These changes make a HUGE difference to how much data services can use each month, in addition making schooling-from-home and running a farming business much more affordable.

While great for video streaming services, these changes also significantly impact business tools and IoT devices, which are becoming more prevalent in the agricultural industry.

Farms can now access remote monitoring devices, including video feeds from cameras or cloud-based platforms, each day until 4pm without potentially using up their monthly data allowance.

With many IoT tools operating through in-app VPN networks, farmers can use these services daily until 4pm without using their monthly data allowance.

The only activities that count towards the monthly data allowance are Video Streaming and VPN use from 4pm until Midnight (local time).

All Activ8me Sky Muster PLUS services automatically had these changes applied from 1 July 2022.

Sky Muster PLUS plans start from $49.95 per month, with no joining fees and on month-to-month contracts.

Changing over to Sky Muster PLUS from another provider is a simple and easy process, whether you’re on a standard Sky Muster plan or already on Sky Muster PLUS.

For full details on the new Sky Muster PLUS, visit Activ8me’s Sky Muster PLUS page or to see what services are available on your property.

Alternatively, call our Aussie-based team on 13 22 88 and let our team do the hard work for you.

Article kindly supplied by Activ8me.

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The top three electrical safety risks on Queensland farms are contact with overhead powerlines, unsafe electrical equipment and not having safety switches installed.

Switchboards

An electrical switchboard, also known as a meter box or power box, is where the main electricity supply comes into your home or workshop. It splits electricity across different circuits, providing power to your lights, power points, oven and cooktop, refrigerator and hard-wired electrical equipment like your hot water system and air-conditioner.

Switchboards can be installed inside or outside of your home or workshop.

Inside your switchboard

  • Meter – measures your energy use.
  • Mains switch – turns the power on or off.
  • Circuit breaker/fuse – protects electrical wiring overloading, reducing the risk of fire or damage. They do not protect you from electric shock.
  • Safety switch – monitors the flow of electricity and turns off the power instantly when it detects an unsafe situation. They look similar to a circuit breaker but have a ‘Test’ or ‘T’ button.

Safety switches

Safety switches protect you from electric shock.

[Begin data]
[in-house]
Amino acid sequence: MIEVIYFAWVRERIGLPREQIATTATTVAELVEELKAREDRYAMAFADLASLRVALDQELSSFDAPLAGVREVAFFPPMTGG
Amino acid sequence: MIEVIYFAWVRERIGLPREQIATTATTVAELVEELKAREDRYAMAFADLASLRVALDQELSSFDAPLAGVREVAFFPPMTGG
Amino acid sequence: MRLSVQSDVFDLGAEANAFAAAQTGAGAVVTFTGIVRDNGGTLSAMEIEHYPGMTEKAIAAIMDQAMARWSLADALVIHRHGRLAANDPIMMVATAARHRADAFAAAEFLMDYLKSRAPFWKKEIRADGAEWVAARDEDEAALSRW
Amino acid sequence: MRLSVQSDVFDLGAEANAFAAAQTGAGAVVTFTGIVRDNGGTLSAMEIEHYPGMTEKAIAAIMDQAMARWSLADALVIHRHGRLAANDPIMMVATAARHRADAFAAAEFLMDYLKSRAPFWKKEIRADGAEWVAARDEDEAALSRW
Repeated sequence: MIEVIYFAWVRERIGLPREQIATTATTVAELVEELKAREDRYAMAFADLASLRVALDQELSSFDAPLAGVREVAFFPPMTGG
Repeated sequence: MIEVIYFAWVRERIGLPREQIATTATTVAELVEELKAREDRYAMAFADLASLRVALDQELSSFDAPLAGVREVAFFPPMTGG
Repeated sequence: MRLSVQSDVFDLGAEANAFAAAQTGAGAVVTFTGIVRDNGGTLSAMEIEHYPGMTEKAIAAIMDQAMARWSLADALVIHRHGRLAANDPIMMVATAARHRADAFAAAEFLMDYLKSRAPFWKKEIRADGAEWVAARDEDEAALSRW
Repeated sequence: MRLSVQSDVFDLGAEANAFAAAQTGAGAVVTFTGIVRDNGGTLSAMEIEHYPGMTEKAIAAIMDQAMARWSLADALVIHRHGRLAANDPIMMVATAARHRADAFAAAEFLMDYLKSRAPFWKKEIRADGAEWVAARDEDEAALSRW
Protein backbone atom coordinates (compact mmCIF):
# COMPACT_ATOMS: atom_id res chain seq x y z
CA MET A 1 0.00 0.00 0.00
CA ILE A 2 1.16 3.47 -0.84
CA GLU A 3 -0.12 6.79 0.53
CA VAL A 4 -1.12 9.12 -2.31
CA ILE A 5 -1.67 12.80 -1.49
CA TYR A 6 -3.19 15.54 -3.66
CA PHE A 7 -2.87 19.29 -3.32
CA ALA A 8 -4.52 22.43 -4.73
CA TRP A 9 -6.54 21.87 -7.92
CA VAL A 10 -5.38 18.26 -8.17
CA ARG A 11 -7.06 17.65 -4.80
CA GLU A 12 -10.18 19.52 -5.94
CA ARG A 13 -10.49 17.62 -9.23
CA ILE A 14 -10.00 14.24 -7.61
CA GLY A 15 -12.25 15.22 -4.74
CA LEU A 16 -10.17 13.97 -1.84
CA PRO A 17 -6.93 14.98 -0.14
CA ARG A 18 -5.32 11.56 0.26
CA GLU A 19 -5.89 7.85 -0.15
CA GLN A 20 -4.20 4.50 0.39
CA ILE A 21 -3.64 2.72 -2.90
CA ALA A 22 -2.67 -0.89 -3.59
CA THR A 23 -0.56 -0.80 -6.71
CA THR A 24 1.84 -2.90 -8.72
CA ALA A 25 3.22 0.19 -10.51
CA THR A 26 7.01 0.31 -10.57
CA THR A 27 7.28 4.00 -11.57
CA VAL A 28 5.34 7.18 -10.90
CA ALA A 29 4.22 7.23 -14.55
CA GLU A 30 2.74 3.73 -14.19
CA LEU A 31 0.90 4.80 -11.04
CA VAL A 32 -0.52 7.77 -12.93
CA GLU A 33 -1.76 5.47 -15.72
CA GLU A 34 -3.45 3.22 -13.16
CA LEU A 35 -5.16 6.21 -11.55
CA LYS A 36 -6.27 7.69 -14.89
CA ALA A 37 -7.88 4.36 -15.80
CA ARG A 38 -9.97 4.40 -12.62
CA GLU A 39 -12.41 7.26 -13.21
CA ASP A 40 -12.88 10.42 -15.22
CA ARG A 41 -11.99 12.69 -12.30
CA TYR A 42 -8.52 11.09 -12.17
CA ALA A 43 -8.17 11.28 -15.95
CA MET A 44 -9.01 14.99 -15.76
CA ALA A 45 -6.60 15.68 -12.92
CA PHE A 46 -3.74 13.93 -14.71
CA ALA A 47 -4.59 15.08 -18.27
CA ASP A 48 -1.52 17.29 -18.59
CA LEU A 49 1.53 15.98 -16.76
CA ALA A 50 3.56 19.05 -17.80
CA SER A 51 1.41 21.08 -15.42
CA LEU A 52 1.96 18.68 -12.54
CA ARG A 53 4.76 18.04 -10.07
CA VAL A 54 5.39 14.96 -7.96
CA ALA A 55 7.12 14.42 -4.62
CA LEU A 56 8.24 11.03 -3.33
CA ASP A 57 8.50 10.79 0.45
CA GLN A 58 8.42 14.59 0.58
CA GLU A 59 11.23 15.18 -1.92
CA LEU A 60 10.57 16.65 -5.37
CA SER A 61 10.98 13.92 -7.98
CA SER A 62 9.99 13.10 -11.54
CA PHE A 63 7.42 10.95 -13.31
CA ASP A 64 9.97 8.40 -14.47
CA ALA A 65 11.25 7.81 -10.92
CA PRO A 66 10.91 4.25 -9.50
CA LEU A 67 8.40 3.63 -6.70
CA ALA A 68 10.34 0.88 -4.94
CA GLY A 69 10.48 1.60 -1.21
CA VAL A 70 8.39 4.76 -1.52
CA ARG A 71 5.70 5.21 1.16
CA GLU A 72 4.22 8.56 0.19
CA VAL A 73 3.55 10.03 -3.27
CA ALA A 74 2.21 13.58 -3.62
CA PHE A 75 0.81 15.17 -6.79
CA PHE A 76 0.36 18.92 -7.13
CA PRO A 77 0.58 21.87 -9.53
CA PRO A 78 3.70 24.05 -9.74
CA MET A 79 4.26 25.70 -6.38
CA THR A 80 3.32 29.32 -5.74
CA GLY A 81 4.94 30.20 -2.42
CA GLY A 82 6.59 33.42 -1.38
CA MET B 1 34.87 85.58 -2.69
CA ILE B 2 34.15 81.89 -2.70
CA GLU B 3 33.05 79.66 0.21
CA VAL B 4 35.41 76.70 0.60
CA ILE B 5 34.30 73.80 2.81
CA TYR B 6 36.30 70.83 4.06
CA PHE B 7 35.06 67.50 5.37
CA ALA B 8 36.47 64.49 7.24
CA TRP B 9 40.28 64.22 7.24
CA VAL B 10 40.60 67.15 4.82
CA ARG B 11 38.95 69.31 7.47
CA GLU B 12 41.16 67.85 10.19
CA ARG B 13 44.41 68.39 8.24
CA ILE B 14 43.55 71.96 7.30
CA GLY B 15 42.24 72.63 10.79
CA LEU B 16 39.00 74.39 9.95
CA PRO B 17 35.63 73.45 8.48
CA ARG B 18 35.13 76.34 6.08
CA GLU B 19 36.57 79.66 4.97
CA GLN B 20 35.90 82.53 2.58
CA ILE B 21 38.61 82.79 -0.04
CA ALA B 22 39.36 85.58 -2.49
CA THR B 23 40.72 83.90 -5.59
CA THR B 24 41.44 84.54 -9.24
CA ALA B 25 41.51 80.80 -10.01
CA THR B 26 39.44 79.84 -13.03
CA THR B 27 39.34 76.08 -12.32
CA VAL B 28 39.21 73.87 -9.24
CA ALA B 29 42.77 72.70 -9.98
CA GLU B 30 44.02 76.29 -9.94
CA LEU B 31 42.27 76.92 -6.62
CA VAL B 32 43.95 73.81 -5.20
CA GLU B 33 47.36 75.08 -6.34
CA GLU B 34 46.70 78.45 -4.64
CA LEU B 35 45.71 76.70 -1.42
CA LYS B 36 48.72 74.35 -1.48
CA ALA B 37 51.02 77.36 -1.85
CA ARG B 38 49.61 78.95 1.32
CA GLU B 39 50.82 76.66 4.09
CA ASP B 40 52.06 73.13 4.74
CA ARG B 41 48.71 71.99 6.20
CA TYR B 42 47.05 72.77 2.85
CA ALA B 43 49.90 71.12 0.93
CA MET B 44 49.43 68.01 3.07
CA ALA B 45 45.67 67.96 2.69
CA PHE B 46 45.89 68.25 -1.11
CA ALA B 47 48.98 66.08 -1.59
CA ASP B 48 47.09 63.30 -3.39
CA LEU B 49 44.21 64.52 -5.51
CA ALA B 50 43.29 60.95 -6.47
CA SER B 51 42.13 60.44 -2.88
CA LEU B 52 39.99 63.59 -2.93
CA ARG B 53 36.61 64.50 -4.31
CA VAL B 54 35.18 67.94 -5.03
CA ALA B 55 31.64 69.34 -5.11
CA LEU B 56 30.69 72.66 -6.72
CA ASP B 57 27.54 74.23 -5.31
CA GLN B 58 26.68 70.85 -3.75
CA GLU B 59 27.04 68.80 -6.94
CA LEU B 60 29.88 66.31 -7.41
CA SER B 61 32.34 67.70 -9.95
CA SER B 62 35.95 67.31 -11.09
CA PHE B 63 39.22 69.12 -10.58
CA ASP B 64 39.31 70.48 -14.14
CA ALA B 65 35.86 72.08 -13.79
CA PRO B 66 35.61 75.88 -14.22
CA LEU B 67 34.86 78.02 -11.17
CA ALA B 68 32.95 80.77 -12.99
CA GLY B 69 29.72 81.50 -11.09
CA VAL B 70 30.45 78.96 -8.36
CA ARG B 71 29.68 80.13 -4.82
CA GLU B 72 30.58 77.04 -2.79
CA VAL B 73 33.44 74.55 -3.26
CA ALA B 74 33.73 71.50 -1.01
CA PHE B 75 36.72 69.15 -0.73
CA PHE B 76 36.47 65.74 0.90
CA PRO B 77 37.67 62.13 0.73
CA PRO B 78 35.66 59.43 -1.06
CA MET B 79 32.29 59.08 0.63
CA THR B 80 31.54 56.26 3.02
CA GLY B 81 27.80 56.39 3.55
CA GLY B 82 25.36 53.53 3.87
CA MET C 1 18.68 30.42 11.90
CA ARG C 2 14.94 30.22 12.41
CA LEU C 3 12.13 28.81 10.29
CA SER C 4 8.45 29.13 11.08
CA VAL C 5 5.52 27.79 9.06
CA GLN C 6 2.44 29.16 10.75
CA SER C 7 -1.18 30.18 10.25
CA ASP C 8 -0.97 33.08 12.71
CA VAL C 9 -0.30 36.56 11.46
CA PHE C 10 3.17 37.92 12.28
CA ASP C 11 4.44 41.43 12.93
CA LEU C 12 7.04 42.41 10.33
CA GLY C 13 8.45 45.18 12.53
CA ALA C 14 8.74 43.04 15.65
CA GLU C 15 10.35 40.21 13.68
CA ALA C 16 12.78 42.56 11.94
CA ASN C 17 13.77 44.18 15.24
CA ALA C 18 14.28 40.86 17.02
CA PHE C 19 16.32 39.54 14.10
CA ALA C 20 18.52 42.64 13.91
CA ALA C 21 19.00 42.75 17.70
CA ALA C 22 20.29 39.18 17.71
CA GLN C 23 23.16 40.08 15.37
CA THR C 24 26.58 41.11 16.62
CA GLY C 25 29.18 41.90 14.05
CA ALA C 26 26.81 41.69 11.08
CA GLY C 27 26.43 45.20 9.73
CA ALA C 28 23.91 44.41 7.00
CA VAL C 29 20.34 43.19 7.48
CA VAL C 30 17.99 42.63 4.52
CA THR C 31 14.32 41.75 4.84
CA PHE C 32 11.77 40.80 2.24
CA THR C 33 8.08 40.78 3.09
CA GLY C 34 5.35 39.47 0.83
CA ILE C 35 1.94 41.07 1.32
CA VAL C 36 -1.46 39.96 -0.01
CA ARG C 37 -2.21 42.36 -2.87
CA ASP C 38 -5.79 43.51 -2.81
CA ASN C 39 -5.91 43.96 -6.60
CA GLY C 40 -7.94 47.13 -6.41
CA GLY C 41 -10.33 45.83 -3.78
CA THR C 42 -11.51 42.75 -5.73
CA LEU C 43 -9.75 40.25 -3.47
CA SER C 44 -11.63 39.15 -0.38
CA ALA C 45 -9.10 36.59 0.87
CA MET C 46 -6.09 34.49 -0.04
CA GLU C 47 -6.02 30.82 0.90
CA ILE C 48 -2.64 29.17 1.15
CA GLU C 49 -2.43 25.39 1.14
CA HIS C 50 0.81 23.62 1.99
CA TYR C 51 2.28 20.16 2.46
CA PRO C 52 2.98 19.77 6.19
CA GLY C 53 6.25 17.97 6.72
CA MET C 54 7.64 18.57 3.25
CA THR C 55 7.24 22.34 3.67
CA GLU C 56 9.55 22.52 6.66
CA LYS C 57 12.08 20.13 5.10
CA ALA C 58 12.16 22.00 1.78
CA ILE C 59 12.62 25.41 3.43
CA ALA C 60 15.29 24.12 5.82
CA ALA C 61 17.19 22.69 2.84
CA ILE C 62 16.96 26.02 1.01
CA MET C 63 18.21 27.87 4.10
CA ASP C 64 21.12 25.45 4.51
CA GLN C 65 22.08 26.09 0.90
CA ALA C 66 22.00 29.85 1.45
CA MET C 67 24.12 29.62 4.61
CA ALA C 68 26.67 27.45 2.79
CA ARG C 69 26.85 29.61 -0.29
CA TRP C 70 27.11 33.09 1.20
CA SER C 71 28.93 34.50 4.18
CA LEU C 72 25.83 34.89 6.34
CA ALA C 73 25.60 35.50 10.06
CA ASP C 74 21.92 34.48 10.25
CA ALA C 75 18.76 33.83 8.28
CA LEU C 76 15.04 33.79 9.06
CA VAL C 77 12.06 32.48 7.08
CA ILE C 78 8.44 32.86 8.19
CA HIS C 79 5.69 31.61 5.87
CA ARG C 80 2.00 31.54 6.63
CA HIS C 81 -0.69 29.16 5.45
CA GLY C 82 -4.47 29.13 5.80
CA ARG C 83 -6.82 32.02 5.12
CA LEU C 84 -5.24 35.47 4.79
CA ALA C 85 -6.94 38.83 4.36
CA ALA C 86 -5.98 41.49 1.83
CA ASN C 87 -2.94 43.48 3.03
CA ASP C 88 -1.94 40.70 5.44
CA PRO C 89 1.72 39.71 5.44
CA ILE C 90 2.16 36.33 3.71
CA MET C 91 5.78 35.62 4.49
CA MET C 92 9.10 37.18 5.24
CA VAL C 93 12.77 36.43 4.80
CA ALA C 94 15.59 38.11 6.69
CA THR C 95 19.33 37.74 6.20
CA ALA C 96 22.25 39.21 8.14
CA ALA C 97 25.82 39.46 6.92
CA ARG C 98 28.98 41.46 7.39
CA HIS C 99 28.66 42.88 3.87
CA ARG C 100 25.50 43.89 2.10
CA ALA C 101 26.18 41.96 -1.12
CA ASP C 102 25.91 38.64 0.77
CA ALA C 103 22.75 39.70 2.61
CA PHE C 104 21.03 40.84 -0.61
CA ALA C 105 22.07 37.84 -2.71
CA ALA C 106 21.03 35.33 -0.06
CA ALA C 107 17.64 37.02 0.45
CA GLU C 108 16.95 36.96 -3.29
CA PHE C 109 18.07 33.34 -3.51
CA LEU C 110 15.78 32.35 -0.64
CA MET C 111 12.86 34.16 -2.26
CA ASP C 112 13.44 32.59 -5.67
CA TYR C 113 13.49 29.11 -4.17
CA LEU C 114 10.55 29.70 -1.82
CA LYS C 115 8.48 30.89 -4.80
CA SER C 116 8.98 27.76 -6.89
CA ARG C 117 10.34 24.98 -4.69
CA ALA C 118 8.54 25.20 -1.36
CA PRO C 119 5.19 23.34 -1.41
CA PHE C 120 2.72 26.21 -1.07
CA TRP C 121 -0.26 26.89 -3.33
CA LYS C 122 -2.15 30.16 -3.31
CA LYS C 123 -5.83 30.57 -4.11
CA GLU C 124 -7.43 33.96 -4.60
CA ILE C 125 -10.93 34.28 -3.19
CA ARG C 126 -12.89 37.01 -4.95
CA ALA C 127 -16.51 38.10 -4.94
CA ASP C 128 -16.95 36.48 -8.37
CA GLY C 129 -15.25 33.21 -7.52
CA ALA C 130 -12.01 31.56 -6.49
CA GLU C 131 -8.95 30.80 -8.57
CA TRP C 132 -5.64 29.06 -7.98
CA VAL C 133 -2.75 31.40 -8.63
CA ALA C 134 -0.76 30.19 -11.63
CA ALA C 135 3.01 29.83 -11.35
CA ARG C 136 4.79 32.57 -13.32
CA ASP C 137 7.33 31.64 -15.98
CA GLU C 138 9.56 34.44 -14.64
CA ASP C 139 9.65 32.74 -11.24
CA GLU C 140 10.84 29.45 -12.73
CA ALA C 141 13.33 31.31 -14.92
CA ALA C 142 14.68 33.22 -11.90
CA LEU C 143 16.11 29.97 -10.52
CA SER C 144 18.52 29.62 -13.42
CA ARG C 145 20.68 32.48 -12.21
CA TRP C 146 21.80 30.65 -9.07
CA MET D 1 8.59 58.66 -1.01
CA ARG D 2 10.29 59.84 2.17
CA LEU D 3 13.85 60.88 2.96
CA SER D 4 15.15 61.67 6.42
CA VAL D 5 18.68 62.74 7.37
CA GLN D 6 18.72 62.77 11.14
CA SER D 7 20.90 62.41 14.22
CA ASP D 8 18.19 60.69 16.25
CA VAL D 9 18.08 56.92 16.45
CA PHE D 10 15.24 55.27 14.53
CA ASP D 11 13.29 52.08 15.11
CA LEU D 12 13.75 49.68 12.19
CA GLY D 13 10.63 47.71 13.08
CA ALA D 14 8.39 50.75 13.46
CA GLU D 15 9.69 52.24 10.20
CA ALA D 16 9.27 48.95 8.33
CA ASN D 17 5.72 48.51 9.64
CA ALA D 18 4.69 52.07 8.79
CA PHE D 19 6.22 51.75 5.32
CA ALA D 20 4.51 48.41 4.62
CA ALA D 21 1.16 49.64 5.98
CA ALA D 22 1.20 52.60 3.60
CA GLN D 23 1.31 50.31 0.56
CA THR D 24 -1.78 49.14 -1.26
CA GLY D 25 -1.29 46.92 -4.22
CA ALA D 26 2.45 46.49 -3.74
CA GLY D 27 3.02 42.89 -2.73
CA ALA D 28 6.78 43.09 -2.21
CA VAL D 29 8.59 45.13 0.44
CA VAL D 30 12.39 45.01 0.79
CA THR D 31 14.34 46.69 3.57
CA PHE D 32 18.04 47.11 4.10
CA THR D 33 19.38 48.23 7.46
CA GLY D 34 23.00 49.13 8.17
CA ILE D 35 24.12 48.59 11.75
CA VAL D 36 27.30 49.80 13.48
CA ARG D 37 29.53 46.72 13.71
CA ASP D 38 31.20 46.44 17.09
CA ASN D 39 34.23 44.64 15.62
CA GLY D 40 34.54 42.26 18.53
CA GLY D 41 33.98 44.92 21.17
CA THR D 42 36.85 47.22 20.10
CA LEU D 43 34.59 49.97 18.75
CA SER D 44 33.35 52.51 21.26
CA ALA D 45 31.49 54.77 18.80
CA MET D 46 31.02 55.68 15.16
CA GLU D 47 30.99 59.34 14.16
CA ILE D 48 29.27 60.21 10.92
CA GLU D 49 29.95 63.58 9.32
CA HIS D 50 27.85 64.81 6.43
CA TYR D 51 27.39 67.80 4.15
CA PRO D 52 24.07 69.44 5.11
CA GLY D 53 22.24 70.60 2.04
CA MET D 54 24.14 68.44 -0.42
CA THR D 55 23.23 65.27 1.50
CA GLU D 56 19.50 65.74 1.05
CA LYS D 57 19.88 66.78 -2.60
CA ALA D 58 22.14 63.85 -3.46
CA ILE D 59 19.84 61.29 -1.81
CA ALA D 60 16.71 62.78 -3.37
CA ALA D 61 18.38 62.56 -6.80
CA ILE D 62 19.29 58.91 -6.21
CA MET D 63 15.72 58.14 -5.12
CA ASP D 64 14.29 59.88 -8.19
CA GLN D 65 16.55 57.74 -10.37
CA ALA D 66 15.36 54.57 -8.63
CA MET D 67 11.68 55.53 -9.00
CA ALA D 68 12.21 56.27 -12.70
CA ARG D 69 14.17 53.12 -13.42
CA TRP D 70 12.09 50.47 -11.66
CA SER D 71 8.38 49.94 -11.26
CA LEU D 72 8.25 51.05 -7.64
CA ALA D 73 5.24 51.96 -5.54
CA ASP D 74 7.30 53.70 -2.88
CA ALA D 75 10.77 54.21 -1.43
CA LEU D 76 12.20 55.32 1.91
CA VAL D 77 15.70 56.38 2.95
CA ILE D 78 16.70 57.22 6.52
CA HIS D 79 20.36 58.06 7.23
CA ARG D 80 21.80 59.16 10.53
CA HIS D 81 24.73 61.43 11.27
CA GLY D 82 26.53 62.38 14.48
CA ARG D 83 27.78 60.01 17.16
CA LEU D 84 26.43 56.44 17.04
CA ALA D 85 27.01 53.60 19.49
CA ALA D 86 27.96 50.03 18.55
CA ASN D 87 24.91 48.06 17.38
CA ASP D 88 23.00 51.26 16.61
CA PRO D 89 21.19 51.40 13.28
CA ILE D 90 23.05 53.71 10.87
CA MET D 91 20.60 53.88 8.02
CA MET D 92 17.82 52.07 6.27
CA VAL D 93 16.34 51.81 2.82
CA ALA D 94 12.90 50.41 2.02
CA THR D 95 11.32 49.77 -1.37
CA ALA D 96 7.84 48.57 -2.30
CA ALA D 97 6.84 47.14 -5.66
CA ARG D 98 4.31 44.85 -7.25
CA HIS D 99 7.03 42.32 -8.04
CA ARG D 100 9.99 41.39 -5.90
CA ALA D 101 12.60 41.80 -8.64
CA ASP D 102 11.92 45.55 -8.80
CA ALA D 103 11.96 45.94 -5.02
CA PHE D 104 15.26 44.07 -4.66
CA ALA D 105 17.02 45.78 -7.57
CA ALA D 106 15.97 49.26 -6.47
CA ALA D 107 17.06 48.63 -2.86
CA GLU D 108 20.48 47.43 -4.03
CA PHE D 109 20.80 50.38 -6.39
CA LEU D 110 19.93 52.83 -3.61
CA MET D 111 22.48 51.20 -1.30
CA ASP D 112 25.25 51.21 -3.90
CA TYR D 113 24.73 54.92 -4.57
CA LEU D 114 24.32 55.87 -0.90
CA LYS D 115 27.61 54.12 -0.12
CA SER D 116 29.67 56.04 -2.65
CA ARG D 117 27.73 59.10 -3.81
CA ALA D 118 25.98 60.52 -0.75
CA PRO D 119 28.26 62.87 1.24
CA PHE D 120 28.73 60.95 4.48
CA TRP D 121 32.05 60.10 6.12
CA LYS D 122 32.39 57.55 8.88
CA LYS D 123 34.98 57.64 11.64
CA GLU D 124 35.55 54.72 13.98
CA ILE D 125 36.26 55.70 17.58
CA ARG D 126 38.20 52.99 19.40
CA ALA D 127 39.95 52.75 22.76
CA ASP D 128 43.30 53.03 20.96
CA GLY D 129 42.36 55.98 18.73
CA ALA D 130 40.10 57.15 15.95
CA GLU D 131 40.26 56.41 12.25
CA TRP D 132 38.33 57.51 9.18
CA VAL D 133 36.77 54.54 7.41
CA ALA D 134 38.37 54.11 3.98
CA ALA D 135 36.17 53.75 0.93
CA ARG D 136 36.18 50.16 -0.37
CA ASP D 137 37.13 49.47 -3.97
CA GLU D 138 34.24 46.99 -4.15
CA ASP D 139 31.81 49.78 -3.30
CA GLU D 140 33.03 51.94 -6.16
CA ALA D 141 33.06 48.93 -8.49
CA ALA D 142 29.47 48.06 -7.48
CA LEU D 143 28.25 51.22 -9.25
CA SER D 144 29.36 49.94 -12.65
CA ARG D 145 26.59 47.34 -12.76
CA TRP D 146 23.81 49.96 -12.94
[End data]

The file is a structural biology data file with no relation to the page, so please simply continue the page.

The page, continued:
They work by continuously monitoring the flow of electricity and turn off the power instantly when an unsafe situation is detected.
You should have safety switches installed on every circuit to make your property as safe as possible.

Test your safety switches using the test button every three months.

Call a licensed electrician if:

  • your switchboard still has rewireable fuses.
  • you are unsure whether you have a safety switch installed on every circuit.
  • any safety switch does not turn off instantly when the ‘Test’ or ‘T’ button is pushed.
  • any safety switch appears to be faulty.

Shocks and tingles

Getting a shock or tingle from electrical equipment, taps or other metal fittings? Don’t ignore it—it’s a sign something’s not right that could seriously hurt you.

  • If you get a shock from using or touching metal electrical appliances like a clothes dryer or toaster, or hard-wired equipment like a stove or air conditioning unit, stop using it immediately. Get it checked out by a licensed electrician.
  • If you get a shock from a tap, pipe or other metal fitting, stop using it and call Ergon Energy, Energex, Essential Energy or Rio Tinto immediately and ask them to check your property. This is a free service.

Do not turn your power off as this could give you an electric shock.

Electrical appliances

  • Only use them for what they’re meant for.
  • Follow the safety instructions in the manual.
  • Water and electricity don’t mix—don’t use them in or around water, like in the rain or the bath and don’t touch them with wet hands.
  • Follow the manufacturer’s maintenance and servicing guidelines.
  • Unplug them or turn off the power before cleaning or maintenance.
  • If they’re broken, stop using them and throw them away or get them repaired.

Farm Safety - 01

If you’re a tenant, it’s the property owner’s responsibility to maintain hard-wired equipment and keep it safe (e.g. air-conditioners, solar PV systems and electric hot water systems).

Check it out before you plug it in

Check your electrical appliances before you plug them in—don’t use them if they are damaged.

Portable electrical equipment including extension leads and seasonal electrical equipment (like room heaters, electric blankets and Christmas lights) are especially prone to damage and causing fires.

Over time, all electrical equipment can become unsafe. Signs to look out for are: